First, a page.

Because DBL_MIN isn't the smallest value possible for double. DBL_MIN is the smallest **normalized** value.

2.225074e-309 is, indeed an underflow (what IEEE call it a "gracious underflow") because it is a **subnormal** double value (where E == 0). A little change in your program can show this:

Code:

#include <stdio.h>
#include <float.h>
struct fp_s {
unsigned long long m:52;
unsigned int e:11;
unsigned int s:1;
} __attribute__((packed));
int main( void )
{
double x, y;
struct fp_s *px, *py;
px = (struct fp_s *)&x;
py = (struct fp_s *)&y;
x = DBL_MIN;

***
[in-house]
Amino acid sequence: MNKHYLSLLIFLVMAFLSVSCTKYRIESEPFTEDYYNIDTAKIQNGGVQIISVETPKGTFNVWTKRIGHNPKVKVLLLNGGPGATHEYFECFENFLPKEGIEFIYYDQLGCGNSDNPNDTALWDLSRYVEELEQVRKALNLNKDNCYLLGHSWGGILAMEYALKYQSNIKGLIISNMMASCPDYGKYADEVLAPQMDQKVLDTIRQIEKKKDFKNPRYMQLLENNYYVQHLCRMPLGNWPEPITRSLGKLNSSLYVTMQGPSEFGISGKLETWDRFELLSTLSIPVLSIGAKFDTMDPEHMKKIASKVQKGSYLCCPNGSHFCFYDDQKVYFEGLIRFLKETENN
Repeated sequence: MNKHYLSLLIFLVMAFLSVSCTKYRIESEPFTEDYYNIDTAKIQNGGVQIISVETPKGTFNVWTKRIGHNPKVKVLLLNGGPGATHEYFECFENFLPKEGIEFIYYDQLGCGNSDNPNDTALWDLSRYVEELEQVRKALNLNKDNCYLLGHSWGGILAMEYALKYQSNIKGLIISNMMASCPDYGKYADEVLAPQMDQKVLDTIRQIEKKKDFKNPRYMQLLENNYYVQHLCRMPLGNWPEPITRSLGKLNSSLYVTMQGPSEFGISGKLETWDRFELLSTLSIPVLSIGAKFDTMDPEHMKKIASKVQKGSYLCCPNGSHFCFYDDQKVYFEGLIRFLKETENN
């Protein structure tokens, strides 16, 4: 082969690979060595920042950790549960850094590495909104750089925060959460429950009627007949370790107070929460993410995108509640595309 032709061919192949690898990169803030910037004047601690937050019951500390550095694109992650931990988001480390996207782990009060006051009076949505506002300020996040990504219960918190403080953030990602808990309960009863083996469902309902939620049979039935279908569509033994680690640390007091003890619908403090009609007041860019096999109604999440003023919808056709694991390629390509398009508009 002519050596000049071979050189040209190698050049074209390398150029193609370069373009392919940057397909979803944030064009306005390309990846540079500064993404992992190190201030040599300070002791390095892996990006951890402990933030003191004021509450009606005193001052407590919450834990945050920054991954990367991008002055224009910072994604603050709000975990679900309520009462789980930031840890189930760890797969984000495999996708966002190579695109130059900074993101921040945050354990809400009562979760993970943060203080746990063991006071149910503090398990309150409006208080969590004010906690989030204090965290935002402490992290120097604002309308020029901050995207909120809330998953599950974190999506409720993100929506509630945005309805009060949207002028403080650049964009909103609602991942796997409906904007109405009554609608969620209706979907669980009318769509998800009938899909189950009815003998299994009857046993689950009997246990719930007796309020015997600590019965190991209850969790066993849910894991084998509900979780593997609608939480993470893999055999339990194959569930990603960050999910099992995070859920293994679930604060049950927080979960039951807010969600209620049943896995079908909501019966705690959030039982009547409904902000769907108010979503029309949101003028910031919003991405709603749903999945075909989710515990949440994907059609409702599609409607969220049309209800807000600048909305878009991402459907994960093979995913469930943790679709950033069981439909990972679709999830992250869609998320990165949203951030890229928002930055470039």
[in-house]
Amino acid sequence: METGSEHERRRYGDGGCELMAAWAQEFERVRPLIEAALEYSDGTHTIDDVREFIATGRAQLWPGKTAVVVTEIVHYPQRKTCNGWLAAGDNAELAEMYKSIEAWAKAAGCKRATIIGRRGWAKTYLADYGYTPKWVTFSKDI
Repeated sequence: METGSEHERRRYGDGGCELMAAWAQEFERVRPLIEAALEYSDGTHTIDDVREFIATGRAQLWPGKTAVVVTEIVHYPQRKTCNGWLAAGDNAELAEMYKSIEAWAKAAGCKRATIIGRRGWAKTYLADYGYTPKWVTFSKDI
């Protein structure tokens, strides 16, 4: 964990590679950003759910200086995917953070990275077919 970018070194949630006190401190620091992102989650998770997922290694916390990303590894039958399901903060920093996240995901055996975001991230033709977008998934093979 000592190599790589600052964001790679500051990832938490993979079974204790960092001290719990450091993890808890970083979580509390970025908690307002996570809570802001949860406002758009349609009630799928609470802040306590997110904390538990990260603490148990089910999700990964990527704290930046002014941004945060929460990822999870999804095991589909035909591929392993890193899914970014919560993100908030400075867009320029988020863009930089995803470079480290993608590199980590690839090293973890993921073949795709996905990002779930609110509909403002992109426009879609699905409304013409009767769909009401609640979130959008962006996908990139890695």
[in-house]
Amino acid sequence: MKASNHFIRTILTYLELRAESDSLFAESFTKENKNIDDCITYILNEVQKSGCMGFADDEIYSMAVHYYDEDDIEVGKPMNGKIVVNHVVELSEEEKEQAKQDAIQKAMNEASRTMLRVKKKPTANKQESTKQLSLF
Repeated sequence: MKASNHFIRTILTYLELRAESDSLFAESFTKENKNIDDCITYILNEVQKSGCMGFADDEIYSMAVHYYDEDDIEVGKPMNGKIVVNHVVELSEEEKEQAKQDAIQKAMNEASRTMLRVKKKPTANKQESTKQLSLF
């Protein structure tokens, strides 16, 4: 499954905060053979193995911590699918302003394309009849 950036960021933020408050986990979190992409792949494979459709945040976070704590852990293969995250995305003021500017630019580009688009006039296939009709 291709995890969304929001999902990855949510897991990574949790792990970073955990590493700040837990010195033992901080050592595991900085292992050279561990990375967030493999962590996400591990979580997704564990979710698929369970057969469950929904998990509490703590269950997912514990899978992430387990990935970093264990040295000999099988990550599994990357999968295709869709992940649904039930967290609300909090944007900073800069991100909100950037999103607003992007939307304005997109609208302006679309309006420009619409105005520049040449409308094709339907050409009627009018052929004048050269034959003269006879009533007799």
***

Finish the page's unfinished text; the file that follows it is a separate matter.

y = x / 10;
// Remember: the structure for normalized values (0 < E < 2047) is:
// v = (-1)^S * ( 1 + M/2^52 ) * 2^(E-1023)
// but for subnormal values (E=0) is:
// v = (-1)^S * ( M/2^52 ) * 2^-1022
//
printf( "%e (M=%#llx, E=%u, S=%u) %e (M=%#llx, E=%u, S=%u)\n",
x, (unsigned long long)px->m, (unsigned int)px->e, (unsigned int)px->s,
y, (unsigned long long)py->m, (unsigned int)py->e, (unsigned int)py->s );
// THIS is the smallest subnormal value (not 0.0) possible for a double.
// Yes... 0.0 is a subnormal special value (M=0, E=0).
px->m=1;
px->e=0;
px->s=0;
printf( "%e\n", x );
return 0;
}

Compiling and running:

Code:

$ cc -O2 -o test test.c
$ ./test
2.225074e-308 (M=0, E=1, S=0) 2.225074e-309 (M=0x199999999999a, E=0, S=0)
4.940656e-324